2023 Usher Syndrome Society Translational Research Grants
by Jeffrey R. Holt, Ph.D., Chair of the USS Scientific Advisory Board
The Usher Syndrome Society Translational Research Grant program is entering its second year in 2023. The first year of the program was met with enthusiasm from scientists, clinicians, patients, and families. All three of the USS-sponsored investigators have made good progress and have successfully renewed their projects for a second year. These USS Translational Research Grants are intended to support translational research on Usher syndrome in either Preclinical Research and/or Mechanism-‐based Therapeutic Development. The research projects include well-documented research collaborations across sensory modalities and across scientific disciplines.
The Usher Syndrome Society has committed to date $625,900 to fund this cutting-edge research.
All three approaches are collaborative in nature, designed to target cells in the eye and the ear and, if found to be effective during these two-year projects, may be further developed into treatments to benefit Usher syndrome patients.
We would like to thank the USH Society Scientific Advisory Committee for helping us evaluate all the submitted projects.
WESTERFIELD DRUG SCREENING
The first project, led by Dr. Monte Westerfield, is focused on the evaluation of drugs, already approved by the FDA, for their ability to alleviate the symptoms of Usher syndrome. The work is being done in Zebrafish that carry genetic mutations in Usher syndrome genes. The Zebrafish is a good model animal for this work because the fish grow quickly and are inexpensive, which means Dr. Westerfield and his team can screen a lot of different drugs in many different Zebrafish models of USH which will include USH1F, USH1B, USH1C, USH1D, USH1G, USH2A, USH2C, and USH3A. In addition, at the cellular and genetic level, the inner ears and retinas of Zebrafish are quite similar to those of humans. Thus, discoveries in Zebrafish may be more easily translated for use in humans.
In addition, the Usher Syndrome Society funded a new 3A Zebrafish model to add to the drug screening panel.
Dr. Monte Westerfield
In his lab that studies Usher syndrome, Dr. Monte Westerfield’s group showed that endoplasmic reticulum stress is the proximal cause of sensory cell death in Usher syndrome, which helped to discover the first known genetic modifier, PDZD7. Dr. Westerfield directs the Zebrafish Core of the Model Organism Screening Center for the Undiagnosed Diseases Network of the NIH. He received his AB degree in physics and biology from Princeton University and his PhD from Duke University Medical School. His postdoctoral training was completed at the Max Planck Institute in Munich, Germany and at Harvard Medical School before he joined the faculty in the Institute of Neuroscience at the University of Oregon. There, he met George Streisinger and began using zebrafish in his research. He established and currently directs ZFIN, the Zebrafish Information Network, and ZIRC, the Zebrafish International Resource Center.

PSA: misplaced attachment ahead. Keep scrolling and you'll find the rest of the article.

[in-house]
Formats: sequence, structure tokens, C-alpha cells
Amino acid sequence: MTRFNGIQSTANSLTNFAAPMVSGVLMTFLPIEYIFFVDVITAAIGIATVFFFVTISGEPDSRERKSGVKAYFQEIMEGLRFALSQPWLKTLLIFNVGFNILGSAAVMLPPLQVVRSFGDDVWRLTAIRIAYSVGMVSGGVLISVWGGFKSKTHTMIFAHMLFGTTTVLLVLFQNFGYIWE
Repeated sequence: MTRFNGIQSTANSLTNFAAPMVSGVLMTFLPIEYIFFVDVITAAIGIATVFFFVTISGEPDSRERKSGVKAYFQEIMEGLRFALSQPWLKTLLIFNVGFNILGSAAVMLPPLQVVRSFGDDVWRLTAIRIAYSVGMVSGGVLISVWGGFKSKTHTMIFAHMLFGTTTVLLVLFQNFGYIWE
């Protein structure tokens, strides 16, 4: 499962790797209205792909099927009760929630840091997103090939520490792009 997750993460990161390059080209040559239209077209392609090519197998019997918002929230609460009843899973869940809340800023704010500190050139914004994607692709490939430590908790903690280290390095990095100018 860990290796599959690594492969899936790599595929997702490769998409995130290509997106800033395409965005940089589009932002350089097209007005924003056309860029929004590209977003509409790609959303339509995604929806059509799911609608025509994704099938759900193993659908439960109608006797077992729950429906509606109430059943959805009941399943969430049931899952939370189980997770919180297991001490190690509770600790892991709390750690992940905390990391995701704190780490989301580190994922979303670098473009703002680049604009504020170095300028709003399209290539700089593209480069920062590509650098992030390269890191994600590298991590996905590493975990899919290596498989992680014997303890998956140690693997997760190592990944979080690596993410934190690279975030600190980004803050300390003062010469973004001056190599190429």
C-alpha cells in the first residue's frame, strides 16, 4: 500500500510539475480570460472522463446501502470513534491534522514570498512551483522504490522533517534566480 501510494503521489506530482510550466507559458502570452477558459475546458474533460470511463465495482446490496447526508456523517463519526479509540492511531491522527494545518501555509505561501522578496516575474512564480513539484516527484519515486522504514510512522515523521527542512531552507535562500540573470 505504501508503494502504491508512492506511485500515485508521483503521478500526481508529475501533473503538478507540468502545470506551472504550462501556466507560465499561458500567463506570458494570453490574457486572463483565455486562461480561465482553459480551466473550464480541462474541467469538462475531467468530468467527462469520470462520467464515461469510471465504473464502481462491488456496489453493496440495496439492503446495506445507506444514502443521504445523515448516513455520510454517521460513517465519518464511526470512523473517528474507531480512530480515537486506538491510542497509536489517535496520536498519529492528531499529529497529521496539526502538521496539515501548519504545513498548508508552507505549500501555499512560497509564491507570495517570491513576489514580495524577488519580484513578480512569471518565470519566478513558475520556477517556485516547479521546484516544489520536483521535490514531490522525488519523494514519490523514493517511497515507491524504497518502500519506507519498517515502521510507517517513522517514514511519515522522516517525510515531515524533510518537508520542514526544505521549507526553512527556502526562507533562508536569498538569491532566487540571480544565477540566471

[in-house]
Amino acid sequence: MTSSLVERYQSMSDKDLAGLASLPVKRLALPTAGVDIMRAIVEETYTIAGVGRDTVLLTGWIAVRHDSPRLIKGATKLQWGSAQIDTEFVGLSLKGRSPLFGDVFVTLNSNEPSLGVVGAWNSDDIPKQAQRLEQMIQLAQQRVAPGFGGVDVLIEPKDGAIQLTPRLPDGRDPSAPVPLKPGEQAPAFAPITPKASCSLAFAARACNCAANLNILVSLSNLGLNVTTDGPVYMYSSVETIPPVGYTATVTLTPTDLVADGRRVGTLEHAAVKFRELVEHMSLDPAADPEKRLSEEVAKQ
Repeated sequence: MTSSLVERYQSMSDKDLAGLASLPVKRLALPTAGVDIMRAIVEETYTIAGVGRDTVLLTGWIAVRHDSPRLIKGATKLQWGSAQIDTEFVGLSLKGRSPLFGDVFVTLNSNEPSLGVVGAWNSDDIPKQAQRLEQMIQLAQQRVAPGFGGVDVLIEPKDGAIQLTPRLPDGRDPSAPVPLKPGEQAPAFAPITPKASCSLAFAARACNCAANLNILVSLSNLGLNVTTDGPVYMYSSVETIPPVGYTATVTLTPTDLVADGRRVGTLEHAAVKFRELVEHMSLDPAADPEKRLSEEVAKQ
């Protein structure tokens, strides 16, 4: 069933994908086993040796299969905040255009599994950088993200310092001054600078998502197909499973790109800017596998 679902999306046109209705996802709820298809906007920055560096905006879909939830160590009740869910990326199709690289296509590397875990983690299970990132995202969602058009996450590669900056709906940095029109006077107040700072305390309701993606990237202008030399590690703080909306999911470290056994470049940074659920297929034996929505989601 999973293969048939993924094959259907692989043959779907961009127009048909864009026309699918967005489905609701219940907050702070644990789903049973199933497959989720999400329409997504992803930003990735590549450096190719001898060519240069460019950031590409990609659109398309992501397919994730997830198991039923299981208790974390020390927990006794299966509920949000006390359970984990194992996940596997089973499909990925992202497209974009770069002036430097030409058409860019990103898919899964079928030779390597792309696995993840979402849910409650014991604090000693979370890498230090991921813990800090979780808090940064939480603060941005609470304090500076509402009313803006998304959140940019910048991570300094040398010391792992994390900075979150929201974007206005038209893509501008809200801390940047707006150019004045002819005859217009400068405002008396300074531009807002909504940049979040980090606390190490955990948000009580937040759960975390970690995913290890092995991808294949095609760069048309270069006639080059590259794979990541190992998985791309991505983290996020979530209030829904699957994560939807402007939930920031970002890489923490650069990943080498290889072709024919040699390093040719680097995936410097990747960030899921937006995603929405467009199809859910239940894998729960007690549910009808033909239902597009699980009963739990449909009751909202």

Piloting Preclinical Development of Patient-Customized ASO Therapies for Usher Syndrome
The second project is headed up by the collaborative team of Drs. Tim Yu and Gwen Geleoc at Boston Children’s Hospital and Harvard Medical School. They are developing novel antisense oligonucleotides (ASOs for short) that target mutations in exons 6,19 and 20 of the USH2a gene. The ASO strategy uses short stretches of RNA designed to selectively block USH2a mutations and allow for generation of healthy USH2a protein. In this case, Drs. Yu and Geleoc plan to test the approach in cell lines, in Zebrafish, and in mice. If successful, this ASO approach may alleviate some of the consequences of these USH2a mutations.